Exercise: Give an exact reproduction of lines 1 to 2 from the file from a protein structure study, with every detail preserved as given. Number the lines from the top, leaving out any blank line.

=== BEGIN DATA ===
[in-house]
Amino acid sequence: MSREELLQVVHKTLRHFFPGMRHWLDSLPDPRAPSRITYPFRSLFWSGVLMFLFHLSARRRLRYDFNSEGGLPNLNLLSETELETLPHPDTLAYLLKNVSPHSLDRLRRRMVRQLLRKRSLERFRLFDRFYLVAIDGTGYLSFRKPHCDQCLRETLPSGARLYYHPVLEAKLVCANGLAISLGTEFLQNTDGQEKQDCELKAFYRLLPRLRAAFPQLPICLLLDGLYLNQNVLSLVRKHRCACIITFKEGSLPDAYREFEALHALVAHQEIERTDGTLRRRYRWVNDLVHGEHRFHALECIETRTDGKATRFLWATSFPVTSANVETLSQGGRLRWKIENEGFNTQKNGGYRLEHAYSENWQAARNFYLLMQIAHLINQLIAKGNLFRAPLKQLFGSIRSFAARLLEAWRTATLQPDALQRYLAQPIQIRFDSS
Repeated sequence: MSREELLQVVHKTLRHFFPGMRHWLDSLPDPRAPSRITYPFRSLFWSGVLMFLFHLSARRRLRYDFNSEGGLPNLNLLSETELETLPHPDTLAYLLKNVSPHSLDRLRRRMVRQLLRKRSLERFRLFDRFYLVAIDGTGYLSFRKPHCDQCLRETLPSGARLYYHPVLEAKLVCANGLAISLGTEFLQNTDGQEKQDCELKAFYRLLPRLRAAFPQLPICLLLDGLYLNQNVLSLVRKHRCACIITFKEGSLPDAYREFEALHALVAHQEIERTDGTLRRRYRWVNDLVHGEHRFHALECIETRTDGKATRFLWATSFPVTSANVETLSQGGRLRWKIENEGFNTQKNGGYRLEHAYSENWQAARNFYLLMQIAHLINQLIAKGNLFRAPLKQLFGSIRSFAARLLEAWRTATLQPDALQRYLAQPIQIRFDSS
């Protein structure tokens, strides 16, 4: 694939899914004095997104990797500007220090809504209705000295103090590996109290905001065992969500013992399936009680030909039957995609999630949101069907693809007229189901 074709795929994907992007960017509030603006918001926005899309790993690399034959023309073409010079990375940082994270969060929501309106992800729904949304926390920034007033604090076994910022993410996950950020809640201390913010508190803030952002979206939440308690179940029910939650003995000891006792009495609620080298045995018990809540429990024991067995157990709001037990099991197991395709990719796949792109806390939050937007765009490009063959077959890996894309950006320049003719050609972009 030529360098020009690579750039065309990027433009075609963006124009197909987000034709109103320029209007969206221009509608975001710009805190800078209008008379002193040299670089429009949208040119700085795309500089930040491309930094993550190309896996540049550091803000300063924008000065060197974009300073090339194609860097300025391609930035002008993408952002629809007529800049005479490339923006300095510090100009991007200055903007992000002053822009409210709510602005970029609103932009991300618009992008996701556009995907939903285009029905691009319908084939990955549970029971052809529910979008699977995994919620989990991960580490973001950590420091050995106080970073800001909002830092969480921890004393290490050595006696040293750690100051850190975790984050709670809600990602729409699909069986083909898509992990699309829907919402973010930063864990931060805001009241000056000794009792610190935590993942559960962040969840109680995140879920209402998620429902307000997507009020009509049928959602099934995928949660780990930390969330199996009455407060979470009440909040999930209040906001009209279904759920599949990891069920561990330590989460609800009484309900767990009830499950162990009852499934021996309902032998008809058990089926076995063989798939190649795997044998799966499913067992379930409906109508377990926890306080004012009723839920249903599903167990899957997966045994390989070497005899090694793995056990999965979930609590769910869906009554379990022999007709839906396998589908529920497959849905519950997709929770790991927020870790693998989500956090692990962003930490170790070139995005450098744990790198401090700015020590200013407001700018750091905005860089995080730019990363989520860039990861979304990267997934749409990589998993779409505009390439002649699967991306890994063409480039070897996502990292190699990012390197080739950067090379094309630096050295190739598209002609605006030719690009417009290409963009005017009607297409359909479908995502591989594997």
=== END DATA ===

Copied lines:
[in-house]
Amino acid sequence: MSREELLQVVHKTLRHFFPGMRHWLDSLPDPRAPSRITYPFRSLFWSGVLMFLFHLSARRRLRYDFNSEGGLPNLNLLSETELETLPHPDTLAYLLKNVSPHSLDRLRRRMVRQLLRKRSLERFRLFDRFYLVAIDGTGYLSFRKPHCDQCLRETLPSGARLYYHPVLEAKLVCANGLAISLGTEFLQNTDGQEKQDCELKAFYRLLPRLRAAFPQLPICLLLDGLYLNQNVLSLVRKHRCACIITFKEGSLPDAYREFEALHALVAHQEIERTDGTLRRRYRWVNDLVHGEHRFHALECIETRTDGKATRFLWATSFPVTSANVETLSQGGRLRWKIENEGFNTQKNGGYRLEHAYSENWQAARNFYLLMQIAHLINQLIAKGNLFRAPLKQLFGSIRSFAARLLEAWRTATLQPDALQRYLAQPIQIRFDSS